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The Cambridge History of English and American Literature in 18 Volumes (1907–21).
Volume VIII. The Age of Dryden.

V. The Restoration Drama

§ 22. Aphra Behn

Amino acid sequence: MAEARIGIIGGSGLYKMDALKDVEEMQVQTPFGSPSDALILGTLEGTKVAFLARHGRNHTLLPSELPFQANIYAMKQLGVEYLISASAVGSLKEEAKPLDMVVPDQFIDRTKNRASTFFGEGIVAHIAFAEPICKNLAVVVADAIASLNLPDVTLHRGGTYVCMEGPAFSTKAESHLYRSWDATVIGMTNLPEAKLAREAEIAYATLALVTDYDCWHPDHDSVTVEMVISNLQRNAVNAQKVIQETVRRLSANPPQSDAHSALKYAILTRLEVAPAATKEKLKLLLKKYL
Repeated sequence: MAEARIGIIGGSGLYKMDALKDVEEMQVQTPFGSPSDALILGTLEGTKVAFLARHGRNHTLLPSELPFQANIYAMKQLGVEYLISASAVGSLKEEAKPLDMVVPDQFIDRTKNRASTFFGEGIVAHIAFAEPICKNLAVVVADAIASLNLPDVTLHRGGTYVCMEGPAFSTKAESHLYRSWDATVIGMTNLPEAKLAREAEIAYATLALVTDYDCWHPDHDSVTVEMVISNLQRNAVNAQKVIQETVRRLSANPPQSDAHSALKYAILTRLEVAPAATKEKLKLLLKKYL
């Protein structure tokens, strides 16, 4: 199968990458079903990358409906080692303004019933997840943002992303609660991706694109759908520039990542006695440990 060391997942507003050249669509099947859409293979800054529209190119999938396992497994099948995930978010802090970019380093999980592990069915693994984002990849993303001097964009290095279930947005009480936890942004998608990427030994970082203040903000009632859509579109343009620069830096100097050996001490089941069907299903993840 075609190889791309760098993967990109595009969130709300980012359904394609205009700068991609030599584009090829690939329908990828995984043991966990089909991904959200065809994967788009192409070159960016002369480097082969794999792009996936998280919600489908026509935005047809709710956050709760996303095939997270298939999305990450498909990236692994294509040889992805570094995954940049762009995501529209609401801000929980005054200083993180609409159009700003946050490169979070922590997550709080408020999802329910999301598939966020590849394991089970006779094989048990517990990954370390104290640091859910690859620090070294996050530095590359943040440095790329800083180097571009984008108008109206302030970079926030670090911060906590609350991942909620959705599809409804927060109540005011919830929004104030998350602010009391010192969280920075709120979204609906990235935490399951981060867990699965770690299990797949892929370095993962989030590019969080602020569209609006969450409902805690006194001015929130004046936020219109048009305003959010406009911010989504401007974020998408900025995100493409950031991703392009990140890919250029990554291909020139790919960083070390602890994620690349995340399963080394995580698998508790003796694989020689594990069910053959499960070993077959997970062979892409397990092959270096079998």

It is assuredly a matter for comment that the first woman to write professionally for the English stage should have begun her career at a moment when the morality of English drama was at its lowest ebb. Aphra or Aphara Behn was born at Wye in 1640, the daughter of John Johnson, a barber. With a relative, whom she called her father, who had been nominated lieutenant-govenor of Surinam, she went to reside there; and, on his death, remained with his family, marrying a Dutch merchant named Behn about 1658. With her husband, she returned to London and, apparently, lived in some wealth and position until 1666, in which year her husband died. Having made the acquaintance of the king in the time of her prosperity, she was sent to Antwerp as a spy; but, finding her services unrecognised and unpaid, she turned, about 1670, to letters for a livelihood. Mrs. Behn’s novels, in which she is a true forerunner of Defoe, do not concern us here nor her interesting anticipation of some of the ideas of Rousseau in the most famous of her stories, Oronooko. Between 1671 and 1689, the year of her death, Mrs. Behn wrote assiduously for the stage, turning out no less than fifteen dramas. Though she observed the nice laws of mine and thine with little more punctiliousness than did her male contemporaries, it is not to be denied that Mrs. Behn is inventive in situations if not in whole plots, ingenious in keeping her figures in almost incessant action and in maintaining an interminable flow of vivacious dialogue. Her most popular play was The Rover, or The Banished Cavaliers, which took the fancy of the town in 1677, and to which she wrote a second part in 1681. In both of these plays, the central figure is a swashbuckling sea captain ashore, the victim of every pretty face and the hero of a string of questionable adventures. The scene of the first part, Naples in carnival time, must have lent itself to brilliant and varied stage setting. The Rover is taken entire from two unacted comedies of Thomas Killigrew, entitled Thomaso the Wanderer, which, it may be suspected, contain not a little matter autobiographical, though, otherwise, as frankly “borrowed” from English playwrights of the past as Mrs. Behn herself “borrowed” from Killigrew. Mrs. Behn’s next comedy, The Dutch Lover, 1673, is a favourable specimen of the conventional comedy of cloak and sword, the scene, as in the second part of The Rover, being Madrid. The Dutch Lover is said to be “founded on a Spanish romance written by the ingenious Don Francisco de las Coveras styled Don Fenise.” Another class of Mrs. Behn’s comedies are those of her own contemporary town life, most of them lifted bodily from earlier English plays and made coarse in the process. For example, The Debauchee, 1677, is based on A Madd Couple well matcht by Richard Brome; The Town Fop, of the same date, on Wilkins’s Miseries of Inforst Mariage. The most characteristic comedy of this group is The City Heiress, 1682, in which Mrs. Behn has broadened even the humour of Middleton’s A Mad World, My Masters, unquestionably her source, and combined it with suggestions from The Guardian of Massinger. Nothing could be more unfortunate than the criticism that finds for Aphra Behn a model in Jonson. That lady’s art was predatory, and she took any author’s property as her own, painting with realistic, if conventional, brush the fops, the roués, the maids and misses of Etherege and Sedley in their eternal embroilment of questionable amorous intrigue. In The Roundheads, 1682, Mrs. Behn conveyed Tatham’s plot of The Rump entire to her comedy and thickened the whole with the addition of one of her favourite situations. In one of her latest plays, The Widow Ranter, not published until 1690, after her death, Mrs. Behn treated a historical event of recent occurrence in the colony of Virginia—the rebellion, as it was called, of Nathaniel Bacon—and produced a result, with all its absurdities, of no small originality. Mrs. Behn was a very gifted woman, compelled to write for bread in an age in which literature, and especially comedy, catered habitually to the lowest and most depraved of human inclinations. Her success depended on her ability to write like a man. On the score of morality, she is again and again more daring and risquée than any of her male competitors in the art of playmaking, and she is as frivolous and as abandoned in speech as the worst of them all. But, as has been well said, it remains difficult for us to believe that a woman whose literary talents commended her to the friendship and association of Dryden could have been degraded in her personal life.